William H. Barber, the son of John Barber, was born and raised in Franklin County, Massachusetts. He married Caroline Hayward, the daughter of Hampshire County resident Stephen Hayward. The couple settled in Ashfield, a town not far from William’s birthplace, and there, their children were born. The couple parented three sons and a daughter: Henry H., Ernest, James T., and Fidelia. At some point, William Barber picked up the trade of machinist, and the family relocated to Windsor, Vermont, where William worked at the local armory building muskets for Union troops fighting the Civil War. During his employment there, he invented his now-famous chuck. Barber returned to Franklin County about 1865, settled in the Greenfield area, and died October 25, 1866. On February 6, 1872, the patent for William Barber’s chuck was assigned by mesne to the Millers Falls Mfg. Company (Reissue no. 4,736).
Source: the biography of his son, James Tilly Barber in The History of Eau Claire County, Wisconsin, Past & Present: Including an Account of the Cities, Towns and Villages of the County. Chicago: C. F. Cooper, 1914. p. 643-645.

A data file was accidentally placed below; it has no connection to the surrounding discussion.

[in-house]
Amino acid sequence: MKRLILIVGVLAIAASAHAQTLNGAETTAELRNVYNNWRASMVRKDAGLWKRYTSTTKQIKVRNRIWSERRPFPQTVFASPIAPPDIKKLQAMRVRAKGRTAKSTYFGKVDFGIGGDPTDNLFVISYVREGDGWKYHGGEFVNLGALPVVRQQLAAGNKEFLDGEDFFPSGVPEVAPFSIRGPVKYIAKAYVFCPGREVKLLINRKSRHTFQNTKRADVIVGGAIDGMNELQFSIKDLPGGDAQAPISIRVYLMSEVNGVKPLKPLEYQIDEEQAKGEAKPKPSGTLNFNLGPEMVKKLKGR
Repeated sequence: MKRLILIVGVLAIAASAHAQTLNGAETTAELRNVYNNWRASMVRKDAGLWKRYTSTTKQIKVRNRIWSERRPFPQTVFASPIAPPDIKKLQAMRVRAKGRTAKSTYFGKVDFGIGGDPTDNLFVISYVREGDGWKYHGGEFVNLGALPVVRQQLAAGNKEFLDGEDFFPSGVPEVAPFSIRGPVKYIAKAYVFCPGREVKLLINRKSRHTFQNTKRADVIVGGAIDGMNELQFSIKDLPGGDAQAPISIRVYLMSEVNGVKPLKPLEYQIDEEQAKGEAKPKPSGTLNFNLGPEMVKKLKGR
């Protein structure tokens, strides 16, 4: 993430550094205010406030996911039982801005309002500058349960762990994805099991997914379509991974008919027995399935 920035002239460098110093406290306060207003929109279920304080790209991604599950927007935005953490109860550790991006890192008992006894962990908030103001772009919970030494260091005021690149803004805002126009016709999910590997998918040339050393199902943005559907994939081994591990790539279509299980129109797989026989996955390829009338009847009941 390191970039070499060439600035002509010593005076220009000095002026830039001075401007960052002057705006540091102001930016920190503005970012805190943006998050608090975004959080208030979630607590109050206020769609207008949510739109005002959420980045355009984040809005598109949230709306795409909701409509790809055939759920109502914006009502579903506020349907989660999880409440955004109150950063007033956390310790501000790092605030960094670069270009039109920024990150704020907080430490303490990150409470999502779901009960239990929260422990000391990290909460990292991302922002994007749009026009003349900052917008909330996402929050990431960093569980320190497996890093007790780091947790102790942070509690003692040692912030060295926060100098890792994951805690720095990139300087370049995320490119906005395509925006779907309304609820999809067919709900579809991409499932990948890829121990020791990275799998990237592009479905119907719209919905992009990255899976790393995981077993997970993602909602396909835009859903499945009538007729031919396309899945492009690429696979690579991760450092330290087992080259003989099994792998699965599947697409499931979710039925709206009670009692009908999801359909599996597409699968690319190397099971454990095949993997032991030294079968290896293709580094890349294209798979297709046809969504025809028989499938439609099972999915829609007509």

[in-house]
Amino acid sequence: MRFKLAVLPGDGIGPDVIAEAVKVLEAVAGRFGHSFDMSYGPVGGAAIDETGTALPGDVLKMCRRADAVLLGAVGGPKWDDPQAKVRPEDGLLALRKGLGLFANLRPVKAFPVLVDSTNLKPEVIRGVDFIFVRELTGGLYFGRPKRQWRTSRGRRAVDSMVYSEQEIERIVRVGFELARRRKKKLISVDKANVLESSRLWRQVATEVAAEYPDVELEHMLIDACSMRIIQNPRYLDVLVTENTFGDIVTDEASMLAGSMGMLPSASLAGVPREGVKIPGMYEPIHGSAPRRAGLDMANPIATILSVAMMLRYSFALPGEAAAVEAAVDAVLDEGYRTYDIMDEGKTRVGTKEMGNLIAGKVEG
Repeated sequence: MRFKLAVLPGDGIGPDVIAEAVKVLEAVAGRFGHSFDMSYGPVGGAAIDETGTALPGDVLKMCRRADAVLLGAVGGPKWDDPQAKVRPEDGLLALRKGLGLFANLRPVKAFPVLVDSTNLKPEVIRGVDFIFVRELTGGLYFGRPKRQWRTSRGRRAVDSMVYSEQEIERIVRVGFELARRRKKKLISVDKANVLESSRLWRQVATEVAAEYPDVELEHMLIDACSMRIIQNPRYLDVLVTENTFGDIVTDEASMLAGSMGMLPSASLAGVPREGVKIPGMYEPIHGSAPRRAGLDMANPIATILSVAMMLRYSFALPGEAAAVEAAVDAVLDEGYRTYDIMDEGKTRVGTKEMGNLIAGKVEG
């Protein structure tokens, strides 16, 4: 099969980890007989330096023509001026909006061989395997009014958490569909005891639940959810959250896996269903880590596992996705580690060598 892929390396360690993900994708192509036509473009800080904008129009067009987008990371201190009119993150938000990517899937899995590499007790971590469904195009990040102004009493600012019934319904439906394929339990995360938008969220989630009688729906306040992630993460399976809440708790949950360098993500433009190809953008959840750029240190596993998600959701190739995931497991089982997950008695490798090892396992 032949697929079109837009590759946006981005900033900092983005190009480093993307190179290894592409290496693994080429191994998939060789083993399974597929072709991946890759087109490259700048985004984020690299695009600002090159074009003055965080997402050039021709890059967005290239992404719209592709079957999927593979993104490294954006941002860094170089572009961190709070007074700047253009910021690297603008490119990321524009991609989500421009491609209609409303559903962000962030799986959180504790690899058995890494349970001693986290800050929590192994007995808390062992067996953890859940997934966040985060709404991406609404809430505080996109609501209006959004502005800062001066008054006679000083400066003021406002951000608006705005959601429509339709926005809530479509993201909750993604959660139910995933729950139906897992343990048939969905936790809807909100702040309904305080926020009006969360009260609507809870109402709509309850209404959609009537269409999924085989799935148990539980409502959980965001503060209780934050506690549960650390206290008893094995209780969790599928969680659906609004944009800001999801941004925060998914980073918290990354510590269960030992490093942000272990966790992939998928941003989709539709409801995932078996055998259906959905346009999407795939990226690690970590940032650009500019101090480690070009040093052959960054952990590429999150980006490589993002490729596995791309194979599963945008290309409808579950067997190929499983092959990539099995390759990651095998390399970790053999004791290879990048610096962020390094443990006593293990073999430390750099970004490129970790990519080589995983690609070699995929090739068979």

Otis E. Brown served as the seventh president of the Millers Falls Company. Formerly Vice-President of Personnel for Pendleton Tool, an Ingersoll-Rand subsidiary, Brown arrived in Greenfield in December 1965 to serve as Chief Executive Officer. He became company president three months later when John Owen left the position to become a fund-raiser for Deerfield Academy. Otis Brown headed the company during some of its darkest hours. The operation, plagued by declining sales, an aged physical plant and a parent company tone deaf to the demands of the consumer hand tool market, was suffering substantial losses. He left the company in 1968 and relocated to Arizona. A native of Fort Thompson, Oklahoma, Brown was the holder of an industrial administration degree from the Harvard Graduate School of Business Administration and an MBA from the Stanford Graduate School of Business. He served in the United States Navy from 1942 to 1946.